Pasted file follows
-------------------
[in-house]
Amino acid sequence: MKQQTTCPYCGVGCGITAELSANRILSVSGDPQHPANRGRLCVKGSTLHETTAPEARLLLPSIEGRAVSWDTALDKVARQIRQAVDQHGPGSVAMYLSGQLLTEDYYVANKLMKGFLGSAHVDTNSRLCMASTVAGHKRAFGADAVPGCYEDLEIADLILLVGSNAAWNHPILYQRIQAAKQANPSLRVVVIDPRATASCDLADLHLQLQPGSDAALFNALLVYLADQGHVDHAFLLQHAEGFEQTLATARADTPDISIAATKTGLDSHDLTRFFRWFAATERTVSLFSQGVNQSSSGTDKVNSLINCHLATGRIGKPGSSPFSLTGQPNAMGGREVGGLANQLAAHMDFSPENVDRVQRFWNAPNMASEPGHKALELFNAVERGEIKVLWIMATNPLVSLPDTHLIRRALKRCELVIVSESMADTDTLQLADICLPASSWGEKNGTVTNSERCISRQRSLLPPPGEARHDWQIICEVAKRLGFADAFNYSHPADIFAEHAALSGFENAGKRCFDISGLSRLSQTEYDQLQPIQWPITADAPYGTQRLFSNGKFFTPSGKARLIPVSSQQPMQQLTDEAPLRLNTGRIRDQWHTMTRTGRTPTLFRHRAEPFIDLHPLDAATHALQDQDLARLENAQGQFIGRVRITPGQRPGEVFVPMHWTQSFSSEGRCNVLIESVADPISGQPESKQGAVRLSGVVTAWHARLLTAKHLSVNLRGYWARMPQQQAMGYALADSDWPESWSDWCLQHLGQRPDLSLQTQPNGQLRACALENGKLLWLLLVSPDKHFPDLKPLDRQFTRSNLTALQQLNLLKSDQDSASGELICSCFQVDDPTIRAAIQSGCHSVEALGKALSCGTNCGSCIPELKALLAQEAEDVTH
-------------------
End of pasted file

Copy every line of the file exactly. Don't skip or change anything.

[in-house]
Amino acid sequence: MKQQTTCPYCGVGCGITAELSANRILSVSGDPQHPANRGRLCVKGSTLHETTAPEARLLLPSIEGRAVSWDTALDKVARQIRQAVDQHGPGSVAMYLSGQLLTEDYYVANKLMKGFLGSAHVDTNSRLCMASTVAGHKRAFGADAVPGCYEDLEIADLILLVGSNAAWNHPILYQRIQAAKQANPSLRVVVIDPRATASCDLADLHLQLQPGSDAALFNALLVYLADQGHVDHAFLLQHAEGFEQTLATARADTPDISIAATKTGLDSHDLTRFFRWFAATERTVSLFSQGVNQSSSGTDKVNSLINCHLATGRIGKPGSSPFSLTGQPNAMGGREVGGLANQLAAHMDFSPENVDRVQRFWNAPNMASEPGHKALELFNAVERGEIKVLWIMATNPLVSLPDTHLIRRALKRCELVIVSESMADTDTLQLADICLPASSWGEKNGTVTNSERCISRQRSLLPPPGEARHDWQIICEVAKRLGFADAFNYSHPADIFAEHAALSGFENAGKRCFDISGLSRLSQTEYDQLQPIQWPITADAPYGTQRLFSNGKFFTPSGKARLIPVSSQQPMQQLTDEAPLRLNTGRIRDQWHTMTRTGRTPTLFRHRAEPFIDLHPLDAATHALQDQDLARLENAQGQFIGRVRITPGQRPGEVFVPMHWTQSFSSEGRCNVLIESVADPISGQPESKQGAVRLSGVVTAWHARLLTAKHLSVNLRGYWARMPQQQAMGYALADSDWPESWSDWCLQHLGQRPDLSLQTQPNGQLRACALENGKLLWLLLVSPDKHFPDLKPLDRQFTRSNLTALQQLNLLKSDQDSASGELICSCFQVDDPTIRAAIQSGCHSVEALGKALSCGTNCGSCIPELKALLAQEAEDVTH